The Path to Self-Care: Using film to explore the gift of diabetes

The Gift of Diabetes is an award winning film that explores the ongoing impacts of colonization and historical trauma on mental, physical, spiritual and emotional health. As the film opens, we learn that Ojibway filmmaker Brion Whitford has not taken any steps to manage the diabetes he has lived with for many years. He now faces serious complications. During a visit to an Elder, Whitford learns about the Medicine Wheel, a tool used by some Aboriginal communities to explain the interconnectedness of four dimensions of health: mental, physical, spiritual and emotional. With this new understanding, Whitford sets out to come to terms with his history, identity and illness as a First Nations man. Sadly, Whitford passed away unexpectedly at age 50, a year after the film was released.

In 2009, the film was used by Nipissing First Nation in a creative diabetes prevention initiative supported by the Northern Ontario Aboriginal Diabetes Initiative. Over the course of the program, adult and youth participants were engaged in reflective discussion designed to promote healthy lifestyle changes by coming to terms with negative feelings related to personal and multi-generational experiences. Dinner and a talking circle followed the film screening. Claire Campbell, a Diabetes Nurse Educator with Nipissing First Nation Health Services, was involved with the initiative and describes its impact on participants. “It was moving for participants to learn about one man’s personal journey to accept the disease and begin self-care,” she says. It was also important to participants that traditional approaches to health played a central role in his path to recovery.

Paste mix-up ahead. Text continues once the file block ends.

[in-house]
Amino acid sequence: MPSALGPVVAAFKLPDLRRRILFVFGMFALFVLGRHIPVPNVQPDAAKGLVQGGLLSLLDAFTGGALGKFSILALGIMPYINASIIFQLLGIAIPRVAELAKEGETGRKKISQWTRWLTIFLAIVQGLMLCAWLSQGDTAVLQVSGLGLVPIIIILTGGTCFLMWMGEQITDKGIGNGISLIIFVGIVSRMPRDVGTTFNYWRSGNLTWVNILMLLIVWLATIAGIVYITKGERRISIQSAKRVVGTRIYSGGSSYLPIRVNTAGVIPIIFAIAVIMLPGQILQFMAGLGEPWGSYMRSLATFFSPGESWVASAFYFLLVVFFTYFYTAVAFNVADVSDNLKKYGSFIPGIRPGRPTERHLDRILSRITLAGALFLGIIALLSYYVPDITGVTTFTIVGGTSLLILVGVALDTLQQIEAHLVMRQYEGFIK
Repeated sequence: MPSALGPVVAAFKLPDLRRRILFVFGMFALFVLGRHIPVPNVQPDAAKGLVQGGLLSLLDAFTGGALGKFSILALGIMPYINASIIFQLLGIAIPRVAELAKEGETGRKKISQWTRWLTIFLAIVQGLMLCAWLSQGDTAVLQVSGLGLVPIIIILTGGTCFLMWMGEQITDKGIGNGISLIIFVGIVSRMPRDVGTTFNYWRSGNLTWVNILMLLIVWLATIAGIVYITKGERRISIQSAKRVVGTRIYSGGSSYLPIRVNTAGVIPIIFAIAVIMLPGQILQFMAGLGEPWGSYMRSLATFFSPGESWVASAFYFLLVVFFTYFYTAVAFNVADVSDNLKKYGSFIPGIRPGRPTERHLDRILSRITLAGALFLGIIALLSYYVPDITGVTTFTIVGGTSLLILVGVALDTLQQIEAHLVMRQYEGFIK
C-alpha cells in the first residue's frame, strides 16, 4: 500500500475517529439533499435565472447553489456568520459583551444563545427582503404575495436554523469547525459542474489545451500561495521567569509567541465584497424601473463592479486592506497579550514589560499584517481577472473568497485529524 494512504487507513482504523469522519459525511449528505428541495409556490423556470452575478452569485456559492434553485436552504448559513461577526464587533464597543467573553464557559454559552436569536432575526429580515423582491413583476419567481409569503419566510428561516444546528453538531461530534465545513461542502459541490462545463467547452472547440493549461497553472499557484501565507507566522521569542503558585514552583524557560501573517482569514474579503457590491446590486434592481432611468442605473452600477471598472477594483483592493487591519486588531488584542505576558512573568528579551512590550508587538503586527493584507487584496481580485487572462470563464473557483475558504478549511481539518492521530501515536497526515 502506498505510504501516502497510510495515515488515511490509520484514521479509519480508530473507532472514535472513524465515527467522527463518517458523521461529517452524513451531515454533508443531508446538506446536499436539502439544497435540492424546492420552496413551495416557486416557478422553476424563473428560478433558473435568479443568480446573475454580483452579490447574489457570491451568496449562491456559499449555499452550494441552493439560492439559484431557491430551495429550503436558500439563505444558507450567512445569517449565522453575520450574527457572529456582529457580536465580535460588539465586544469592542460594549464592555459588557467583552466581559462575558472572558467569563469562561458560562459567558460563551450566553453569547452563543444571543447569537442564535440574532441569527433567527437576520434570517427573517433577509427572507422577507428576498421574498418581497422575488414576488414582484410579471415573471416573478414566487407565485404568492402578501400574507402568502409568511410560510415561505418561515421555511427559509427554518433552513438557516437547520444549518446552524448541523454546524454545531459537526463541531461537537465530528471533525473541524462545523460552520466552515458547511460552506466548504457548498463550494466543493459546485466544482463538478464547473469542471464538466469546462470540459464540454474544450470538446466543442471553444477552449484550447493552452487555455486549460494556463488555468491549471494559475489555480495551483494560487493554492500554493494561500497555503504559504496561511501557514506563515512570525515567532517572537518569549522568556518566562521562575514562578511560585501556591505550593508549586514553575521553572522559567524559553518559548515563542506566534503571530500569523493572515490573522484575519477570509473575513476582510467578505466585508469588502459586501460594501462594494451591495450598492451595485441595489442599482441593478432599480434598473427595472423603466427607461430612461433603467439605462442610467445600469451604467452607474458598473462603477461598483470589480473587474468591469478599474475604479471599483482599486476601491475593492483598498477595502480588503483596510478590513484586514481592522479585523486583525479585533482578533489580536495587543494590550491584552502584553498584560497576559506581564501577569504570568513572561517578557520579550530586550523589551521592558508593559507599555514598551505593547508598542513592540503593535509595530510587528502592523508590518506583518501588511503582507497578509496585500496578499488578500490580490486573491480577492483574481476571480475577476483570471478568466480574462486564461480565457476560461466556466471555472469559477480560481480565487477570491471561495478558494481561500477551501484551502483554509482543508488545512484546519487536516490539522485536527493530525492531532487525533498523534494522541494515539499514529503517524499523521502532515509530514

The film, The Gift of Diabetes, can be viewed through the National Film Board website at: